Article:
Monday, October 6, 2014

I believe I can Fly 5K - race recap

     I decided late Friday night to participate in a 5K that my sister was volunteering for.  My sister got involved with a charity group called The Arms Forces that raises money for and helps veterans with "invisible" wounds like post traumatic stress disorder, brain injuries and any other non visible injuries.  My sister isn't a veteran, but she is a stroke survivor and has been looking to help those that are going through the same issues that she has had to face.  This group worked with the Toledo Express Airport and the Air National Guard's 180th Fighter Wing to put together a 5K that took place on the runways of the airport.
     This was the first year for this race and I really didn't know what to expect or how many people would even show up.  If I had to give them a criticism it would be a lack of advertising, I didn't know anything about it till Friday when I found out my sister was involved.  Anyway, I got there about an hour before the race and was surprised to see how many people were already here.  There was even a bus that brought in a load of people as well.  Check in was fast and efficient and where I got a water bottle, t-shirt and my bib.  I found my sister and my nephew and we talked for a little while before I headed back to my car to get ready and do a light warm up run.

      The festivities started about a half hour before the official start of the race which normally I wouldn't complain, but do to the cold temperatures I was getting cold standing around waiting.  The head of The Arms Forces said a few words and thanked a few people and then handed the mic off to the Commanding Officer of the ANG Fighter Wing.  Once they were both done speaking the costume competition came next. There were some creative people that showed up and the adults seemed to have way more fun with it than the kids did.

     We finally moved over to the start line for the presentation of colors and the singing of the National Anthem.  While I was standing there watching I noticed this cute little girl that turns out to be the granddaughter of the race director.  She was all dressed up like a fighter pilot and standing there with here mirrored sunglasses with here hand on her heart during the National Anthem.  Now for the coolest thing I have ever seen at a race, once the National Anthem was finished, six 180th Fighter Wing F-16 fighter jets did flybys to salute us and the cause we were supporting.  I am a son of a civilian pilot and I have always been a plane geek, going to air shows and what not, so this was particularly exciting to me.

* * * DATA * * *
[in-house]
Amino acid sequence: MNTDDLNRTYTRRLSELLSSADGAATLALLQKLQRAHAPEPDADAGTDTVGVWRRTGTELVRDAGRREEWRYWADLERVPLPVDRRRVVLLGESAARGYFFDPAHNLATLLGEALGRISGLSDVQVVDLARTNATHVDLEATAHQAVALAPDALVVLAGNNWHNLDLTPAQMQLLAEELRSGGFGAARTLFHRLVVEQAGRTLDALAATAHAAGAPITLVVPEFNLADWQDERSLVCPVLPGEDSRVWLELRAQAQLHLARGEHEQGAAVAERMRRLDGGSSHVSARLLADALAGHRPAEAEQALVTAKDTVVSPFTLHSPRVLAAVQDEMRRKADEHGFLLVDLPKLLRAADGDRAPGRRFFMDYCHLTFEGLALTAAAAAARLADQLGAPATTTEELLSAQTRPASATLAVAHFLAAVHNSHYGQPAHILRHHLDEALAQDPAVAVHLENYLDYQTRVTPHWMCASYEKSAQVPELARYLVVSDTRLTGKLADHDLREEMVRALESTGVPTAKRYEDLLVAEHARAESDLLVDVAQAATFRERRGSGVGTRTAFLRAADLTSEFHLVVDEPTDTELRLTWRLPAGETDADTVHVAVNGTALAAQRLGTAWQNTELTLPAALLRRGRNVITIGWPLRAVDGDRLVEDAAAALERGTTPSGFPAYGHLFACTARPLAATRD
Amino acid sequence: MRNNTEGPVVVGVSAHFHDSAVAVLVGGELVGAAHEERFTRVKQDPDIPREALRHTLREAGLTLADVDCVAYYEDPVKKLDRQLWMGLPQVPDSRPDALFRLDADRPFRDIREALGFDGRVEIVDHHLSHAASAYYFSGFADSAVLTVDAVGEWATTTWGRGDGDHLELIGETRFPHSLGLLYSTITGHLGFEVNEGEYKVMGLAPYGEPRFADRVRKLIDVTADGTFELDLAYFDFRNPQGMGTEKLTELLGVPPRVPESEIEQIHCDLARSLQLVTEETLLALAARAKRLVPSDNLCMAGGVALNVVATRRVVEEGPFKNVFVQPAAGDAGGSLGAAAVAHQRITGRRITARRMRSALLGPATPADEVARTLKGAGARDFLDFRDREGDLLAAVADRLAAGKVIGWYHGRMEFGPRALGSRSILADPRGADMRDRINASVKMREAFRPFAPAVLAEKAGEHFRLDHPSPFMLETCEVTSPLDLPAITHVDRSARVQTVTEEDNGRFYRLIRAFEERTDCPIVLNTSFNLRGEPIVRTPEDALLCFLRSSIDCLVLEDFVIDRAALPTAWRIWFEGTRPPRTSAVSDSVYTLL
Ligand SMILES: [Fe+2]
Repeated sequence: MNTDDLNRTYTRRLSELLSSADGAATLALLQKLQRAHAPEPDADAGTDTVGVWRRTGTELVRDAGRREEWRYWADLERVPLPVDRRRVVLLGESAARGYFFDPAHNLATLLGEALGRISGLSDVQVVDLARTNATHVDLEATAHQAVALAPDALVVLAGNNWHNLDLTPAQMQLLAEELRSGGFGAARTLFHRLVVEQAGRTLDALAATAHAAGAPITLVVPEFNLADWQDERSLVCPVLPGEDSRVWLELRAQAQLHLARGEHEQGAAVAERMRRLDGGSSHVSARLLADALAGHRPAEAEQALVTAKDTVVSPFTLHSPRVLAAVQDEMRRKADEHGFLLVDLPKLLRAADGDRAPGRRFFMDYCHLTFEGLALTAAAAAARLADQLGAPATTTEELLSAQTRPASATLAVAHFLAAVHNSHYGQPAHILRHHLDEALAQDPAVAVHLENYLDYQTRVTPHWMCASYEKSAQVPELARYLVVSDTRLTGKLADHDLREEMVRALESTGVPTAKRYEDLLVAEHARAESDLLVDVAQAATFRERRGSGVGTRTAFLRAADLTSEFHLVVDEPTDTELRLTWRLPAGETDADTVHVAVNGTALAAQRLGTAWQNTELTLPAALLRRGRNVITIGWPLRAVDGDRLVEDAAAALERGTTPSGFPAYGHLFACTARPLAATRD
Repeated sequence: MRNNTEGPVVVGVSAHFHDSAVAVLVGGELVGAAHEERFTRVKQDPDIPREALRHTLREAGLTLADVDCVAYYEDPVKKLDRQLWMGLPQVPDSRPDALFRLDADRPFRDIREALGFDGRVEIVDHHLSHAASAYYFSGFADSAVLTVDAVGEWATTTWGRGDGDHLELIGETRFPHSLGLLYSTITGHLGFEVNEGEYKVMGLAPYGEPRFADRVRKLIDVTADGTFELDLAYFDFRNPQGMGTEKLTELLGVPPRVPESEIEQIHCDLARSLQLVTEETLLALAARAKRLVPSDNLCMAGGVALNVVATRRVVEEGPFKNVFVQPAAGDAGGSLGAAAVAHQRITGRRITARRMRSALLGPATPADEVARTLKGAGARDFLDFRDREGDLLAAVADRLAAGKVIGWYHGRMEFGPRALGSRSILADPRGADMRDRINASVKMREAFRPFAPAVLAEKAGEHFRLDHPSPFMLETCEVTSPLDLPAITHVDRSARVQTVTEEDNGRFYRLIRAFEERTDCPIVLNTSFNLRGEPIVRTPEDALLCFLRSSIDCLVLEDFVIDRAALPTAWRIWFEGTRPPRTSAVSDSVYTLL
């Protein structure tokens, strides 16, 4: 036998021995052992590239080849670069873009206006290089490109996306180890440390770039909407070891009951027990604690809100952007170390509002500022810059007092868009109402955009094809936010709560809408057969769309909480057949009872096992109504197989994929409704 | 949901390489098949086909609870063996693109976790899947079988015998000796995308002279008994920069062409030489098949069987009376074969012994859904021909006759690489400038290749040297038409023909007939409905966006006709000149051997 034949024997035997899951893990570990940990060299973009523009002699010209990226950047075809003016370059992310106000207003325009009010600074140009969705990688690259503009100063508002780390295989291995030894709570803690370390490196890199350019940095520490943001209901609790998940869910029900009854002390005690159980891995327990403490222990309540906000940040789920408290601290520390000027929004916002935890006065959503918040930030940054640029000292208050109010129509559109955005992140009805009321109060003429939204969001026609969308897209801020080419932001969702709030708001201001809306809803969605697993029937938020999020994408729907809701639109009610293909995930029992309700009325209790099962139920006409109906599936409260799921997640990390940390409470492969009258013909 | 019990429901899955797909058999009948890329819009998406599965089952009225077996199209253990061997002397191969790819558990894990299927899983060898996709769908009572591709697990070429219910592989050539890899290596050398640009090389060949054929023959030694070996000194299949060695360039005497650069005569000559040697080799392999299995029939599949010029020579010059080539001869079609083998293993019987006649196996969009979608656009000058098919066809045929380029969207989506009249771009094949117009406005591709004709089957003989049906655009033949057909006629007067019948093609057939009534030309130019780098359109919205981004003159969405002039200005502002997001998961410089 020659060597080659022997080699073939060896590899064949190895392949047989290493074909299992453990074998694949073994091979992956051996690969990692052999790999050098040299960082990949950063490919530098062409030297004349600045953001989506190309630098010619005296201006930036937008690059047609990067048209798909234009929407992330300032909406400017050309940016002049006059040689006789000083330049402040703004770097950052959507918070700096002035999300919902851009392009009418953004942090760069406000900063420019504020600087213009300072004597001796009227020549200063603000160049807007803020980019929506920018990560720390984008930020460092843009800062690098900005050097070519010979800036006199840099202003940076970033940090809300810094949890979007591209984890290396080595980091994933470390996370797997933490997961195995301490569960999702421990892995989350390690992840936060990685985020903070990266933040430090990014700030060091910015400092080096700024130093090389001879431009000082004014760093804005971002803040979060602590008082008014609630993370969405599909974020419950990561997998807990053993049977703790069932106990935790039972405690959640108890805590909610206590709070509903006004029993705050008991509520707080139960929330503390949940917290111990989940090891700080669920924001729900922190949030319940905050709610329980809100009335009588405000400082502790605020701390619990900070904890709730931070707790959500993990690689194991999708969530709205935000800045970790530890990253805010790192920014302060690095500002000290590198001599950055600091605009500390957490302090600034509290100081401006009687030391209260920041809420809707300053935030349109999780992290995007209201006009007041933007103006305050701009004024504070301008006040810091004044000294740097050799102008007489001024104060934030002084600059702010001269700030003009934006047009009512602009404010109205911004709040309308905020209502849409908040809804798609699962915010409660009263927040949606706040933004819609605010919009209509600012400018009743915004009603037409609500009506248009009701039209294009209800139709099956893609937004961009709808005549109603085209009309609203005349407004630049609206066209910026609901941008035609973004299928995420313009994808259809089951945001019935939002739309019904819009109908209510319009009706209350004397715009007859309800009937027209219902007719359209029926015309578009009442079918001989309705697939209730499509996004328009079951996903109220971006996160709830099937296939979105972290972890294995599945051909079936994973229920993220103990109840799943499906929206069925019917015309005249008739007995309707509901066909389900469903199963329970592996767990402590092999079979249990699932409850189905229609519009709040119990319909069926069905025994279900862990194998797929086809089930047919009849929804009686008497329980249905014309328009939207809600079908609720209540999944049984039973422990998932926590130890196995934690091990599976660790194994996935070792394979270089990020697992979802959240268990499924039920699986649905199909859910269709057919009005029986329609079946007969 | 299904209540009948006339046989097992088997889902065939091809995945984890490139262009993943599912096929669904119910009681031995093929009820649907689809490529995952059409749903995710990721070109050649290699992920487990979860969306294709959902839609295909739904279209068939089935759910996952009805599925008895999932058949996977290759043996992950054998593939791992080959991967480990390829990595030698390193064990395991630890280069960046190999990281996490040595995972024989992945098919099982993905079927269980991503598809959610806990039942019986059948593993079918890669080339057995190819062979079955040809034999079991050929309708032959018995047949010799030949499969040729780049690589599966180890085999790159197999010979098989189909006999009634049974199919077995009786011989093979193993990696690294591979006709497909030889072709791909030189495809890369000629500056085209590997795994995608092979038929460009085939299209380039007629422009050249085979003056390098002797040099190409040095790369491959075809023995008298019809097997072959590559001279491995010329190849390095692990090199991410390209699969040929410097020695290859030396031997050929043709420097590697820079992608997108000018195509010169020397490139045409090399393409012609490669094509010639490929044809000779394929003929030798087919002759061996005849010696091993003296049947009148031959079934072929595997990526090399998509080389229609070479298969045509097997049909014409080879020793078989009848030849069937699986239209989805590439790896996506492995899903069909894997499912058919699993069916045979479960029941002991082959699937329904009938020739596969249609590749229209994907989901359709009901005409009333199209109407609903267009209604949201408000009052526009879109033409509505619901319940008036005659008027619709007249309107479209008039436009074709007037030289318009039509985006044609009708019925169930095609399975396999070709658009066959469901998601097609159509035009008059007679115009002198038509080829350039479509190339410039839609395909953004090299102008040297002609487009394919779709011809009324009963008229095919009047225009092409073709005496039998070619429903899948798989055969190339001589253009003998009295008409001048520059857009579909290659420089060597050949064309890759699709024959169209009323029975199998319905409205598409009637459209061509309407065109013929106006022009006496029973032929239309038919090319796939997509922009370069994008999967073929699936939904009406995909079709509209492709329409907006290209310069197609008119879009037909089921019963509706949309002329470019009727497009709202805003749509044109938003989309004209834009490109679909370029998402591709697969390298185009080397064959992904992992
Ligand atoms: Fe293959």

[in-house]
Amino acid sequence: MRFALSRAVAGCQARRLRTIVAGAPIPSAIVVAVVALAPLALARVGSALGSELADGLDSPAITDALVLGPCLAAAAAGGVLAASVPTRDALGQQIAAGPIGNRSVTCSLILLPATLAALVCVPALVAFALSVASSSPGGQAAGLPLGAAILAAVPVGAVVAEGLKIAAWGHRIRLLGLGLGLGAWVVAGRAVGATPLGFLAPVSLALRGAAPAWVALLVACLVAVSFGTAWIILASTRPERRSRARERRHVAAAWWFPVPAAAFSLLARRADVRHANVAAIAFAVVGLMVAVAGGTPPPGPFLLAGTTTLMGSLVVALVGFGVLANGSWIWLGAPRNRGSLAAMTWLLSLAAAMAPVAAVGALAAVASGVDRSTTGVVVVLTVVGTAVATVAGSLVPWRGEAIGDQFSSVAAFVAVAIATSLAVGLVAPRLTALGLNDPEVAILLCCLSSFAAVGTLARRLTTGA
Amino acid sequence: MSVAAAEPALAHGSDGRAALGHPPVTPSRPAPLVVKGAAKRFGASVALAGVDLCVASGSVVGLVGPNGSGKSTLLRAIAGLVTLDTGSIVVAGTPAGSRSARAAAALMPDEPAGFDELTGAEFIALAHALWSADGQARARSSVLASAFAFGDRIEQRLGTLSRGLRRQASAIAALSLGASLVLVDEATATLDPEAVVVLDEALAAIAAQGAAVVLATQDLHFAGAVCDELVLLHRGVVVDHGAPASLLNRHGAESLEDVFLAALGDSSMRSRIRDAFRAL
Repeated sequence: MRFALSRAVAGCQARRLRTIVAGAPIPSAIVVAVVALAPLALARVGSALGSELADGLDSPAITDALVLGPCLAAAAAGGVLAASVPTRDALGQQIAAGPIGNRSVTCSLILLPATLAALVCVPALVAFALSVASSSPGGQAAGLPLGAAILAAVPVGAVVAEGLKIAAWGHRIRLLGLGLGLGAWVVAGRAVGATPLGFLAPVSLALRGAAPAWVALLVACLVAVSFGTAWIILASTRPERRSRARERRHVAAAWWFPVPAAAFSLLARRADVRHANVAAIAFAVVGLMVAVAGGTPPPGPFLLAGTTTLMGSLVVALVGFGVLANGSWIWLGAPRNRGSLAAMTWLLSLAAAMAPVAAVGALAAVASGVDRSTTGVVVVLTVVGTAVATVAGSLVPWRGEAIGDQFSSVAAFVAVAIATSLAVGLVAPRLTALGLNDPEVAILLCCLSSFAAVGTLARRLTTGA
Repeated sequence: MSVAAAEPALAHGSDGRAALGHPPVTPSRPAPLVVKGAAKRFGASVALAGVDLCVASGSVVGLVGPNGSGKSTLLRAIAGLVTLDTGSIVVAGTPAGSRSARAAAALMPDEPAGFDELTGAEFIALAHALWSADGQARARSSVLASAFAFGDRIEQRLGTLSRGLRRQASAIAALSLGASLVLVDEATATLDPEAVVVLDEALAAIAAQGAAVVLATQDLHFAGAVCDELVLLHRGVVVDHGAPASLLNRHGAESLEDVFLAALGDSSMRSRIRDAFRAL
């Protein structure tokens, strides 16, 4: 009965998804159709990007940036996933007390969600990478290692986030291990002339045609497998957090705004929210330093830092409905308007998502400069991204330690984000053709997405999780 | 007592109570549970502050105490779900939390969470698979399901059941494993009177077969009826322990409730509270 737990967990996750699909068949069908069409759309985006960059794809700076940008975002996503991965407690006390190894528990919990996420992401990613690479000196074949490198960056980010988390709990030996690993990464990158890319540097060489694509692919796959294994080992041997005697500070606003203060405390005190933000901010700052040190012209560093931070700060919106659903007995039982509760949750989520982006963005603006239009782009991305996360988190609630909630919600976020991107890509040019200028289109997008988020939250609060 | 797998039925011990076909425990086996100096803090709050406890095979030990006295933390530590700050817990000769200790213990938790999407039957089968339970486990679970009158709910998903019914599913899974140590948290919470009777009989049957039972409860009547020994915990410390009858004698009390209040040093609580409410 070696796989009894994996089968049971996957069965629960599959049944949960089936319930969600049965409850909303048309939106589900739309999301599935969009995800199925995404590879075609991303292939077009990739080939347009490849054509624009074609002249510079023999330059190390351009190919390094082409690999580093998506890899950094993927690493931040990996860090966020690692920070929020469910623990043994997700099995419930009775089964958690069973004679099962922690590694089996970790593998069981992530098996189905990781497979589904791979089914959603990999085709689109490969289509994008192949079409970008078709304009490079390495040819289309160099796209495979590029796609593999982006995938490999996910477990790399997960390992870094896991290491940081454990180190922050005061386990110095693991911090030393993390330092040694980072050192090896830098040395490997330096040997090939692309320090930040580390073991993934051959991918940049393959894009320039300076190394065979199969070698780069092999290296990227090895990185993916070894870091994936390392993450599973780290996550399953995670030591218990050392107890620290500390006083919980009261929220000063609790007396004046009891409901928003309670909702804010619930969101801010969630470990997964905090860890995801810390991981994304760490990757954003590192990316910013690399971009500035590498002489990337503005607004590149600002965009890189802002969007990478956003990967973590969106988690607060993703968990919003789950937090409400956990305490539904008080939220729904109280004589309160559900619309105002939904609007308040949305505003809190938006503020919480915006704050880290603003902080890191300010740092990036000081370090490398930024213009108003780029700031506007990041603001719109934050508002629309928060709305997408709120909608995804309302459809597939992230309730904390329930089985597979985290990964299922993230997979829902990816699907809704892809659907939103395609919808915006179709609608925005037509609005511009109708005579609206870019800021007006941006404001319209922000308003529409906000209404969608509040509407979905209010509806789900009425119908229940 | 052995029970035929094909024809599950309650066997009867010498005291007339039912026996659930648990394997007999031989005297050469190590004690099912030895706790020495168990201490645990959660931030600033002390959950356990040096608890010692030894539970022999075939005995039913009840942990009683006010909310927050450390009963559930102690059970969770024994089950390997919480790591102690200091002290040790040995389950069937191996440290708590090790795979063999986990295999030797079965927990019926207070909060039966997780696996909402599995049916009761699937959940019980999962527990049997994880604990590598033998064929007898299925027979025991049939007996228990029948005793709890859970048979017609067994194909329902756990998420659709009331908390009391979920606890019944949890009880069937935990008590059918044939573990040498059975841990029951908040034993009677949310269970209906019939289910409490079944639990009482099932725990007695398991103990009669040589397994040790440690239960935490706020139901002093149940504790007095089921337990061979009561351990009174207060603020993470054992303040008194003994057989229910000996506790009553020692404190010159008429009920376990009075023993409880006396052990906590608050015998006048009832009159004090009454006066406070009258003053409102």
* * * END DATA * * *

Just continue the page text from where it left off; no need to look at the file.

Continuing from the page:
This was my first race since the Glass City half marathon way back in April and I really wanted to run it hard and see where I would end up.  Without sounding like an arrogant ass, I kind of figured I would set a new PR as long as I had a incident free run, but I just didn't know what time I would get.  When they started the race they had the air traffic control tower give us permission to head out just like if we were a plane waiting to taxi out and take off, then they fired the pistol and I took off like I was shot out of a cannon.  When I got maybe a quarter mile in I glanced at my watch and saw I was at a 6:30ish pace, I thought to myself HOLY SHIT, and quickly thought I was going to burn out before I hit the first mile mark.  I don't know if I subconsciously started to slow up a little bit or my body just couldn't hold that pace.  For the remainder of that first mile I would occasionally glance at my watch watch seeing that six minute pace slip away and when I crossed that first mile I missed a sub 7 by .06 of a second.